Amon Düül II - "Live in Tokyo"
(Mystic Records MYS CD 107, 1996)
From Aural Innovations #2 (April 1998)
Vocalist Renate Knaup shouts 'Wake Up!' as legendary German 'kosmische' artists Amon Düül II start into the title track from their 1995 reunion CD, Nada Moonshine #. I assume that statement is autobiographical as the band has just woken up' from a twenty-year hiatus, if you ignore the various other permutations of Amon Dhhl (with and without the numerical designation) that persisted through the late 70's and 80's. While those groups featured (at most) one member of the original band, this newest reincarnation consists of core members Chris Karrer (guitar, sax, violin, vocals), Lothar Meid (bass, vocals, keyboards), and Knaup. Drummer Peter Leopold, while part of the band on the new studio recordings, was apparently unable to make the trip to Japan, replaced by the appropriately-named Wolf Wolff. Artist and part-time keyboardist Falk U. Rogner was responsible for the light show and cover art (oddly, an inverted image of the Eiffel Tower).
The 70-minute live set presented here is a fine one, although they left off several classic tracks ('What You Gonna Do?' from Utopia, and Yeti's 'Eye Shaking King') from the performance, presumably because of to time limitations. The recording quality and especially the mix are suspect in places, with the vocals often being too prominent; usually the reverse is true. The band's performance is also very hit-and-miss, with some of the more intricate tracks sounding quite uneven. You might expect that with a group whose music is so innovative, and you have to remember how long it has been since they've performed together. They're a little rusty.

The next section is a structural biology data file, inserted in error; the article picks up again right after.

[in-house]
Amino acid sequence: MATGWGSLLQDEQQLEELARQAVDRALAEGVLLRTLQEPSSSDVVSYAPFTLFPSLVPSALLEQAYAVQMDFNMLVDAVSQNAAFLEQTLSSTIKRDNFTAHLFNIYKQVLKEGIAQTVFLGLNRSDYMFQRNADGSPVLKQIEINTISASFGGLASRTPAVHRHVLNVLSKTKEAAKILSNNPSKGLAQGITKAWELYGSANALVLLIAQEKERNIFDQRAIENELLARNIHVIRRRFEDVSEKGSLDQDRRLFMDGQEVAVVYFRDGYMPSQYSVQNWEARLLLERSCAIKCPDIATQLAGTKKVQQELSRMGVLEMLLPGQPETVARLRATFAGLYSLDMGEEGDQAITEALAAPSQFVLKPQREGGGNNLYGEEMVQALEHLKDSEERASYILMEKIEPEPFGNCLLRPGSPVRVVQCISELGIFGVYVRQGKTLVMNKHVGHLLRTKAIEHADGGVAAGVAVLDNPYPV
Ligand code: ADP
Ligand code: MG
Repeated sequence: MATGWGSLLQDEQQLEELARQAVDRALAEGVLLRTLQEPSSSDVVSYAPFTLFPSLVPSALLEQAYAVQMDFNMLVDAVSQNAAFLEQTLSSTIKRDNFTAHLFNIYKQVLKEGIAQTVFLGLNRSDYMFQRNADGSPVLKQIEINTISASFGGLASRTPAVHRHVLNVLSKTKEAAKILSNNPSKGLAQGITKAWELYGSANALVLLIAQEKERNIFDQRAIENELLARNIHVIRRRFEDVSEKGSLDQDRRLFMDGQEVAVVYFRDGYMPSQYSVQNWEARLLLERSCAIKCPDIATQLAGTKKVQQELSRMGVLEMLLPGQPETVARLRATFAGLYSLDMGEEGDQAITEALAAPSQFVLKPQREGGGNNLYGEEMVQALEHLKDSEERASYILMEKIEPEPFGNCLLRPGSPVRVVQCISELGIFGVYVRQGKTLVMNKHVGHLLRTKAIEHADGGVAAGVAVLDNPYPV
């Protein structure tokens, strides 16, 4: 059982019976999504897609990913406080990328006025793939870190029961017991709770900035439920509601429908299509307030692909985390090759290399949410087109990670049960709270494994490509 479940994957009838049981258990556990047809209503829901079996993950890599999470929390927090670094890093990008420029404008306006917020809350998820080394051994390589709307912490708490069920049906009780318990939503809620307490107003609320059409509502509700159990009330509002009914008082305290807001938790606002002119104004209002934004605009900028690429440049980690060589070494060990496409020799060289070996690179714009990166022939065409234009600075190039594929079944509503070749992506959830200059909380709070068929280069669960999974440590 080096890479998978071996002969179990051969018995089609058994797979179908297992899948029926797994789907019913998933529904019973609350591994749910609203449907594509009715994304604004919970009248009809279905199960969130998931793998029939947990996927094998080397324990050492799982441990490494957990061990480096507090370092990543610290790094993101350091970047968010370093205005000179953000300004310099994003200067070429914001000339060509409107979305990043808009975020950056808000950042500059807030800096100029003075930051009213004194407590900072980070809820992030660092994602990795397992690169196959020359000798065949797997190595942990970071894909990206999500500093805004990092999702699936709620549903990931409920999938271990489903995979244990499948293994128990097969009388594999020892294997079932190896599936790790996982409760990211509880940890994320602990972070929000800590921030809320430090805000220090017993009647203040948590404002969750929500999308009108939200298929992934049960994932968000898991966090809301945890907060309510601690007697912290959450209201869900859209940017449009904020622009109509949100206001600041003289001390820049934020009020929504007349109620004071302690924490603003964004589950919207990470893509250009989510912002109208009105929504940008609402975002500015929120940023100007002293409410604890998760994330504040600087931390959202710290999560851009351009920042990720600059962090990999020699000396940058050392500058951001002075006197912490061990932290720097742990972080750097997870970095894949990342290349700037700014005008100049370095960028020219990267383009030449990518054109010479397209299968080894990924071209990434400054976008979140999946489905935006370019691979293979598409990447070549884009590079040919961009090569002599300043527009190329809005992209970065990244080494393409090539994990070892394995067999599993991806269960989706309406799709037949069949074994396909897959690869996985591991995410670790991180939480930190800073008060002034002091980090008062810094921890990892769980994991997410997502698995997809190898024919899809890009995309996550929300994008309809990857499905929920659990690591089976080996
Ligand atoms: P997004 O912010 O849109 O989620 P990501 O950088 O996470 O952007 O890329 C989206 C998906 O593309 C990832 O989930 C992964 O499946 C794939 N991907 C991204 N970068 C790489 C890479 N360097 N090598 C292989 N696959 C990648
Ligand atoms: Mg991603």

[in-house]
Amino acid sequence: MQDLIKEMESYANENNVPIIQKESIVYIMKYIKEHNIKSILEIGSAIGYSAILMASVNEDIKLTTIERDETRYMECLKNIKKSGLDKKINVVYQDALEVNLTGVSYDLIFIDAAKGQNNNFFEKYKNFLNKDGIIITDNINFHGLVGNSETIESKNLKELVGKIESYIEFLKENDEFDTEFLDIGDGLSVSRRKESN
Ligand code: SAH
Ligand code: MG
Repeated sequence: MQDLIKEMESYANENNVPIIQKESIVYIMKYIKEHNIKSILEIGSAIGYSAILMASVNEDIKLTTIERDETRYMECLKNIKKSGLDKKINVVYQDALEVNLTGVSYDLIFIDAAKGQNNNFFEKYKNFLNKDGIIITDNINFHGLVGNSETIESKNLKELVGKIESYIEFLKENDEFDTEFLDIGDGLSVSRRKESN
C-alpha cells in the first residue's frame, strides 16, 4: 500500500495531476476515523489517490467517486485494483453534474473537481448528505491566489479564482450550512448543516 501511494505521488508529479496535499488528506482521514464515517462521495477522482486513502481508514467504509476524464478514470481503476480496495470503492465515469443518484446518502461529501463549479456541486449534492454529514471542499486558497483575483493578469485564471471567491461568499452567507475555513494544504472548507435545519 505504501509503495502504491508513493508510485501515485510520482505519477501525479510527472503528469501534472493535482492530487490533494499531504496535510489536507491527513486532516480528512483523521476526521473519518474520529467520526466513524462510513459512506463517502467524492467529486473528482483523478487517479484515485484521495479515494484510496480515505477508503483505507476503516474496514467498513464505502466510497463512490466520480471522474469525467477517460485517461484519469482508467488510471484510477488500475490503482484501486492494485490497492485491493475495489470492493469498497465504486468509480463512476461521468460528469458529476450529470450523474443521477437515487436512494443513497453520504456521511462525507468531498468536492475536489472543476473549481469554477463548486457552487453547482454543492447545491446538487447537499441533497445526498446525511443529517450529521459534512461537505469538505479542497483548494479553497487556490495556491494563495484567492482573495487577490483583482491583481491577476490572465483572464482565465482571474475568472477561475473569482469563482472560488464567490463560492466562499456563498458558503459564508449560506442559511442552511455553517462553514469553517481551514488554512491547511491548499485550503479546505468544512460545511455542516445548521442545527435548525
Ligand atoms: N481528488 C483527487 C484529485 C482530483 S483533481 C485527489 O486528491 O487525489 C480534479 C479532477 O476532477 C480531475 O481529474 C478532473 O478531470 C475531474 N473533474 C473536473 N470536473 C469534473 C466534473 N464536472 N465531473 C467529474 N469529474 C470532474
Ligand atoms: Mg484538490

Highlights include the killer riff of the classic 'Deutsch Nepal,' complete with Meid's sinister vocals, and 'Wolf City,' which features a keyboard solo from guest Michael Ruff and some freaky sax 'honking' from Karrer in the spirit of Nik Turner. New track 'Casteneda da Dream' is a real winner, but the rapidly-paced duel vocalization of Knaup and Karrer is hard to pull off live. The hip-hoppish 'Kiss Ma Eee' is also hastily done, but concludes with a nice falsetto-style aria from the fearless Knaup. A seemingly ad-hoc rendition of the traditional 'La Paloma' (complete with German lyrics) leads into Pyragony's 'Flower of the Orient,' which never seems to get going until the final part. The show winds up with encores 'Archangel Thunderbird,' another krautrock anthem, and a bit of free-form jazzy funk entitled 'Jam Hai.'
This recording has a 'rehearsal' quality, which I will forgive them for now. As such, this is something that is interesting mainly to the most loyal fans of AD2 (like myself), and can bide me over until more new recordings appear on the horizon. New fans should go back and find 1972's Wolf City and then Nada Moonshine # to get a 'then and now' perspective.
Reviewed by Keith Henderson